Our playlists are generated by higher headquarters back in the states. The idea is to play what is popular based on the billboard top 40 charts. HQ’s mentality is to provide listeners worldwide with the same thing no matter where they’re stationed.  The music you hear comes from those playlists, but when we’re live the DJ can take requests from listeners. When we’re not live, we take a satellite radio signal from the states that plays various music styles.

The AFN TV schedule on channel 2, or on my decoder, does not reflect what is being played on the TV.
Our TV content is generated and programmed from the main station at March Air Reserve Base. Occasionally, shows are changed without notice. We at AFN Okinawa have no control over these changes.


Why does the signal go out when it rains?

Our TV and radio content comes from a satellite and when we have severe weather, we sometimes lose our signal. It automatically corrects itself.

Where/how do I get an AFN satellite dish and decoder?
The Direct to Home (DTH) free satellite program has ended.
You can still get a dish and decoder from the AAFES BX/PX.
You will have to buy a dish (normally around $150 available on or off base), a mount, cable and connectors and have it installed yourself. The Power Zone at the BX/PX has a list of contract installers.

  The contract installers are a one-stop-shop that will will provide ALL mounting hardware and connection parts as part of their install package. Packages are anywhere from $100 to $200 per install. Be sure to talk to friends and colleagues who have had recent installs to gauge which installer is reputable, reliable and just plain "any good". Some can be quite sloppy.

How do I re-authorize my decoder?
You must go back to the activity that issued or rented it to you.
AAFES: 633-4570/ 4571
Furnishings Warehouse: 632-4206
If you own the decoder go to

Satellite Dish Tips  
You will need to install your dish where it will be protected from the wind. A direct hit typhoon can blow at up to 180 mph! Dishes have been blown inside-out by a "near miss" typhoon. If you can't mount it somewhere safe, at least mount it where you can easily get to it to take it down when we reach Typhoon Condition (TC)-2. On some dishes it is easier to just remove the big circular reflector rather that the whole dish. This way you won't have to re-aim the dish when the typhoon passes.

The Okinawan climate is very corrosive. Coat all nuts, bolts and screws and their threads on your dish and mount with a liberal layer of grease at least once a year. This will make your dish last 4 years or more instead of just one. Especially for those living on a sea wall. It will also make it MUCH earier to take it down for typhoons. Coating with WD-40 protects for only a couple months.

How do I receive the Over-the-Air broadcast signals?
The AFN Ch. 8 TV signal was deactivated 30 June 2011. AFN will still be available on base cable and an AFN satellite decoder.

 If you live off-base it is HIGHLY recommended that you set up at least one radio somewhere in your home to receive Wave 89.1 FM It is the best source available off-base that broadcasts LOCAL AFN-OKINAWA INFORMATION, which is critical during a typhoon.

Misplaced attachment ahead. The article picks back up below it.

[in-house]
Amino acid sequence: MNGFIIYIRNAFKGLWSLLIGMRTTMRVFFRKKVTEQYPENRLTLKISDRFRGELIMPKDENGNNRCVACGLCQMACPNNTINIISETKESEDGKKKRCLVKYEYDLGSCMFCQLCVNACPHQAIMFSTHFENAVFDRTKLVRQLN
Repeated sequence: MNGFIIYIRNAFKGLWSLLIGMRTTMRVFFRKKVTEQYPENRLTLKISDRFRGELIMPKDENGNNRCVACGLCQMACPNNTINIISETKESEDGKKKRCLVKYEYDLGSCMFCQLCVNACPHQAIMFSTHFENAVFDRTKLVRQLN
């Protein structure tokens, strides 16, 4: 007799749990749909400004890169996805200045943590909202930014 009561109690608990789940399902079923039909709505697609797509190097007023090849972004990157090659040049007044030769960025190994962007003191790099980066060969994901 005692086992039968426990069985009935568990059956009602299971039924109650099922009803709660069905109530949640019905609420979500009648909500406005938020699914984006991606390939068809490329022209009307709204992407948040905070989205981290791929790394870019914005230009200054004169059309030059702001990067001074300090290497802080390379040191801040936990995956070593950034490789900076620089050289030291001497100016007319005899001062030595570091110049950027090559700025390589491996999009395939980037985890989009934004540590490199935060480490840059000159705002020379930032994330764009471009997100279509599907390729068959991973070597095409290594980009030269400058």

AFN-Okinawa is broadcasting local information over your satellite decoder. There is an AFN-Okinawa channel on the AFN satellite at channel 21 where they show local commercials and constantly show the sea ccondition and typhoon condition if it goes above TC-4.
Keep in mind, your satellite signal is easily disrupted by heavy rain. Wave 89.1 or the internet will most likely be your only source for weather info during a storm.

On-line AFN Radio and TV Schedule

AFRTS Satellite Handbook

AFRTS Direct To Home (DTH) Satellite Fact Sheet

Okinawa DTS Pacific Model 9835 Settings
A. On your remote, push the menu button to pull up the main menu on your television screen.
B. Once you are on the main menu, press 2. This will, take you to the Presets/LNB Menu.
C. Once you are on-the Preset/LNB-Menu, this is.the setting you should see.
Active: 3
Preset: 3
Downlink: 12.647
Sym Rate: 28:0
FEC Rate: Auto
Polarization: V
Network ID: 4
LO Freq#1: 9.750
LO Freq#2: 10.600
Crossover: 11.700
LO Select: LO2 (If this doesn't work, try Xover)

D. To change your Preset setting to match those above, you-use the arrow keys on your remote to move the highlight bar to the item to be changed. Push the OK button on the remote to clear the field, input the correct numbers using the remote, then push select again to lock the new information into the decoder.
E. Once all settings are correct, highlight the "Activate" function at the bottom of the screen and push the OK button.
F. Once the activation is completed, exit all, menus.

Any problems call AFRTS March ARB, CA
DSN: 312-348-1339
Comm: 951-413-2339
24/7 service provided
If you-are looking for information on the service provided (number of channels available, satellite dish setup, etc.) use the website listed below.


Return to
Kadena FSS main Page
Plaza Housing,
Bldg. 4236  
TV News: 645-2910
Radio Dept: 645-7118
Station Manager:
MSgt. Ed Prince
Radio Request:
645-2300 or

Unit 5154
APO-AP 96368-5154

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This page last updated: 21 Feb 2012